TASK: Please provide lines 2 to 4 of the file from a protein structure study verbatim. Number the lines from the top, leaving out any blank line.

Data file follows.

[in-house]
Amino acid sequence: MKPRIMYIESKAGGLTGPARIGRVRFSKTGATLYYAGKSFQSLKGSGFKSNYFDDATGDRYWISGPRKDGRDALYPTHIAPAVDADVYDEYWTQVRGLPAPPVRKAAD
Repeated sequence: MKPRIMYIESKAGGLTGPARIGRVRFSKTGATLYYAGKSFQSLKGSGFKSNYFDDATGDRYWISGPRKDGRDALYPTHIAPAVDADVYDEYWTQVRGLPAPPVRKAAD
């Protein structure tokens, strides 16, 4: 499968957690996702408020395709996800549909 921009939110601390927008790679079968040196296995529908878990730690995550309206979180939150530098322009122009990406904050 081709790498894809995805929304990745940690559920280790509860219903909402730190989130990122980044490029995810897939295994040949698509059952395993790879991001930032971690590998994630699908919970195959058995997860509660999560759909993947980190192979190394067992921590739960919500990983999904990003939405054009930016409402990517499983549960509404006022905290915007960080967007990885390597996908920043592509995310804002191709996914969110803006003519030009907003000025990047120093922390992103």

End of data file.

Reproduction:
Amino acid sequence: MKPRIMYIESKAGGLTGPARIGRVRFSKTGATLYYAGKSFQSLKGSGFKSNYFDDATGDRYWISGPRKDGRDALYPTHIAPAVDADVYDEYWTQVRGLPAPPVRKAAD
Repeated sequence: MKPRIMYIESKAGGLTGPARIGRVRFSKTGATLYYAGKSFQSLKGSGFKSNYFDDATGDRYWISGPRKDGRDALYPTHIAPAVDADVYDEYWTQVRGLPAPPVRKAAD
């Protein structure tokens, strides 16, 4: 499968957690996702408020395709996800549909 921009939110601390927008790679079968040196296995529908878990730690995550309206979180939150530098322009122009990406904050 081709790498894809995805929304990745940690559920280790509860219903909402730190989130990122980044490029995810897939295994040949698509059952395993790879991001930032971690590998994630699908919970195959058995997860509660999560759909993947980190192979190394067992921590739960919500990983999904990003939405054009930016409402990517499983549960509404006022905290915007960080967007990885390597996908920043592509995310804002191709996914969110803006003519030009907003000025990047120093922390992103």